My last column talked about how Trump’s win further pushed the world that was already leaning right. Depressing is the word muttered openly among friends, and a pal quietly told me of having returned to anti-depressant in the following days.
I decided to travel with an ex colleague-turned-friend whose career potentials had already been jeopardized by Brexit. We figured we’d see the world before it was going unceremoniously down the drain. My friend had never been to Vietnam and I only had a 4-hour stopover in Saigon from Siem Reap years ago, so we decided to give Vietnam a go. It turned out to be quite a trip.
The mix of Chinese heritage, French colonial history, US-Vietnam War and globalization give into the mélange that present Vietnam is. Their history alone seems filled with endless fighting against occupations—kicking back the Chinese up the Mekong River after a millennium, pushing the French out after a century, and sending the Americans packing after over a decade. Not that the footsteps didn’t linger to this day.
The Chinese left indelible remarks on the cuisine (noodle and pork, check), religion (the mix of Confucian and Tao otherwise known as Konghuchu in Indonesia, check), and even fashion (a cheongsam with higher side slit that makes up áo dài, check).
Although their language is now only spoken among the elderlies, well-heeled youngsters and tour guides, the French left architecture, patisserie and the love for operas—while their latter-day socialist brethren befriended Vietnamese independence patriots.
In fact, “patriot” is pretty much the only word bestowed upon any Vietnamese since in the narratives on museums or official communiques we saw, not that I was suggesting some was unrightfully so.
The Hoa Lo Prison in Hanoi, named Maison Centrale when French colonialists built it in 1896 as their largest and most secured prison in Indochina, made Guantanamo Bay look almost humane. Foot shackles were used throughout, even in solitary cells. Windows were few and small, rations were often rotten, walls were painted black and as if the imprisoned souls needed more crushing… a guillotine awaited death row convicts in all its glory. Now a museum, it’s full with memorabilia and mural tributes for Vietnamese patriots, the latter which eerily reminded me of Indonesia’s own Lubang Buaya monument.
The Vietnam government later used it to imprison US Air Force pilots during 1964-1973 Vietnam War, including John Mc Cain whose aircraft got shot down in 1967. The pilots thought it was an irony to dub it “Hanoi Hilton’, perhaps ironically unaware that compared to the conditions during the French colonial time it was considerably indeed a Hilton.
More of the Vietnamese side of the war was featured grandly, vintage American military relics and enlarged pictures of napalm bomb victims include, on the War Remnants Museum and Cu Chi Tunnels in Saigon. Rightfully Vietnam was telling its side of the story; twice I’ve been to the Museum and twice I admitted how eye-opening it would be to those having learned about the war solely from the America’s, or God Forbid, the Hollywood’s perspective. As for the Cu Chi Tunnels, though I’ve trekked into the Japanese WWII tunnels in Sumatera and the Egyptian pyramid, the multi-level, short-ceilinged Tunnels, some of which were snaking into Cambodia, were literal hellholes. We went into a replica of the first level, and those minutes felt so inhumane I couldn’t imagine living there for years during the war.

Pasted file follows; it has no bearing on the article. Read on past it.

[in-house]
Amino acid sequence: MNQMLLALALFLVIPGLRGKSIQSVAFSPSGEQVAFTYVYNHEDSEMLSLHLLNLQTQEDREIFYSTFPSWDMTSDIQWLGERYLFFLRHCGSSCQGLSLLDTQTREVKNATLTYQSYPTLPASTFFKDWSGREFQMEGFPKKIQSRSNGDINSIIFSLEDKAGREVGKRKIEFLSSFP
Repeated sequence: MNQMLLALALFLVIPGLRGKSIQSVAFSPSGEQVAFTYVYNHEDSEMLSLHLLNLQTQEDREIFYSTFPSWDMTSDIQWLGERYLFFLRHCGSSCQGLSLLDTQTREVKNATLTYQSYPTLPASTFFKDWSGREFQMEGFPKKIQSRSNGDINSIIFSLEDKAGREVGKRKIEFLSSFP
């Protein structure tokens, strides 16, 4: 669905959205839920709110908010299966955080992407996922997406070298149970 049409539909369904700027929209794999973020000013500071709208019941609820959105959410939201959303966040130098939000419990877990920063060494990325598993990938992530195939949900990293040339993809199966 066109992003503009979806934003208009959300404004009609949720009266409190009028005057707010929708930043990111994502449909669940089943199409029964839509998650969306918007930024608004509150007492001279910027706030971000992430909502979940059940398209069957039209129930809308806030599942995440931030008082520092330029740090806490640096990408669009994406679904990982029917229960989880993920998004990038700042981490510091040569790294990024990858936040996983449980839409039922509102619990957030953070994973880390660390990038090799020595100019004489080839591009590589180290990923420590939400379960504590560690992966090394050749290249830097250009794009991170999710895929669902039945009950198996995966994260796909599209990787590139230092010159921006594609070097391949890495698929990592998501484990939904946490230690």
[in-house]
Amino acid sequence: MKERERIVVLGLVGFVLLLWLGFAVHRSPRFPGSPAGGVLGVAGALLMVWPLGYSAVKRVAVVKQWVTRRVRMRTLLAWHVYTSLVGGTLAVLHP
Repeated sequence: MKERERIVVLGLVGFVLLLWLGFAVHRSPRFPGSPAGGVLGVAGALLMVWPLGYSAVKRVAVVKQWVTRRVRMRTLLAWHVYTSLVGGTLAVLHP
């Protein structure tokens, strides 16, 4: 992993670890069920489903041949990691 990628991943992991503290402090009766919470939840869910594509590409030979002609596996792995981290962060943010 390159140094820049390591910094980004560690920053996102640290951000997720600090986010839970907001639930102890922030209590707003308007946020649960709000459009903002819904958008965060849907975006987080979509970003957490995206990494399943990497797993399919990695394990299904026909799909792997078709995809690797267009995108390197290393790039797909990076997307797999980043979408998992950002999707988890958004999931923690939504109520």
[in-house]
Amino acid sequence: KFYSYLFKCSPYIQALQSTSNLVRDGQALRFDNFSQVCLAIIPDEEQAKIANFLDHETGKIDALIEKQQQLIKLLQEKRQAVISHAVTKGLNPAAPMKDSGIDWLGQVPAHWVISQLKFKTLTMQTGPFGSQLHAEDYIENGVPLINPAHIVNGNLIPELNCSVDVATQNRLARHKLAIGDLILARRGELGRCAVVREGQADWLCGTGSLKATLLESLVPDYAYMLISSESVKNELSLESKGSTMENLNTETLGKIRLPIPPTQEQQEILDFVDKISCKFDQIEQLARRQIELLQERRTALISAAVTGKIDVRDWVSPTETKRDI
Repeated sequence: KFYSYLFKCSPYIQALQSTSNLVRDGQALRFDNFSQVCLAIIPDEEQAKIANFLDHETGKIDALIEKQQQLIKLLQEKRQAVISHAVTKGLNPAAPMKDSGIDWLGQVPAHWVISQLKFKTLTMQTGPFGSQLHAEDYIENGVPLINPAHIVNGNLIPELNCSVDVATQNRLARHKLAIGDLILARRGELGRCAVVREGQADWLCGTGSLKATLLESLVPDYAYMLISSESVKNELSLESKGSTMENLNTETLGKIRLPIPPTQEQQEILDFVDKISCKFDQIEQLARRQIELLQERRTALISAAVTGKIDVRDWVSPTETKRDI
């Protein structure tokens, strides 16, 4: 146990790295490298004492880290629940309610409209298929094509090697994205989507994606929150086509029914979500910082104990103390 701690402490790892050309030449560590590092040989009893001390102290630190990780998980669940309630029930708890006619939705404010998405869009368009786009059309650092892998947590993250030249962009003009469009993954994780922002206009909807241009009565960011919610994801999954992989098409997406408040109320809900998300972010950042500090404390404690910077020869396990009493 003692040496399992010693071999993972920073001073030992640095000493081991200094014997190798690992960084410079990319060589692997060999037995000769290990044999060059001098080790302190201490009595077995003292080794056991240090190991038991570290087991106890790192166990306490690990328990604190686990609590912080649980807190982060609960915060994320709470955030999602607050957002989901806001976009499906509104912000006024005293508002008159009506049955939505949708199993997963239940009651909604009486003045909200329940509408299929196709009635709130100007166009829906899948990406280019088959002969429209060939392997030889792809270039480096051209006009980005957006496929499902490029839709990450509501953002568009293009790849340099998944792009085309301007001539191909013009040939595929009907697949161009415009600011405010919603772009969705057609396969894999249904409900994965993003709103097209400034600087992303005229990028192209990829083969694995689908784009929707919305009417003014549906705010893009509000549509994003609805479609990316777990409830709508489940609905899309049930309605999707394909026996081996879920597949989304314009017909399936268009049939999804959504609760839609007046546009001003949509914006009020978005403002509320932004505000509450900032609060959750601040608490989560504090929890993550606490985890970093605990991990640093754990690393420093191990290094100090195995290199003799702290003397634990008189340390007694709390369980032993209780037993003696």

Yet while the black-and-white communism video shown in the Tunnels were so outdated it was hilarious to watch Western tourists urged to watch it in 2016, the socialism rah-rah quickly got tiresome as we ventured into more historical sites during the trip. Hey, I’m an Indonesian, I’m not blind to what greedy European countries did back then as they did to us in four centuries prior to our 1945 independence, and the US was especially pesky during the Cold War, but at some point, especially at sites related to the late President Ho Chi Minh in Hanoi, I felt like being repeatedly forced to gobble the equivalent of Soeharto-era Monas diorama of the century-plus French occupation and the decade-plus US-Vietnam War.
Ironically, outside the Government-run venues, some of them were housed in drab Soviet-style edifices I must say, Vietnam was bustling in colors and commerce. We were staying in backpackers’ districts, yet beyond Saigon’s Ben Thanh Market where the outlier shops were Government-run with fixed prices, everything else was up for grabs in good bargain. We even got to haggle for day excursions, metered taxis, credit card surcharges and, most ironically, shops specializing in vintage communism propaganda. On his memoirs Robert McNamara might’ve correctly regretted the mistake of going into the Vietnam War, yet as capitalistic sensibility roars so audibly perhaps it’s the Americans that inadvertently left the last watermark. I laughed a lot last week as I often couldn’t tell the left from the right
Can I tell all about Vietnam in one column? No. Do I still recommend a visit? Heck, yeah. In fact, go soon. If Trump were to deliver on his promise to kill the Trans Pacific trade deals, Vietnam’s roaring economy would be one of the first to suffer. But right now, left or right, if you wing it Vietnam feels just about right.
As published: http://www.thejakartapost.com/news/2016/11/26/urban-chat-left-or-right-if-you-wing-it-vietnam-feels-just-right.htmlTweet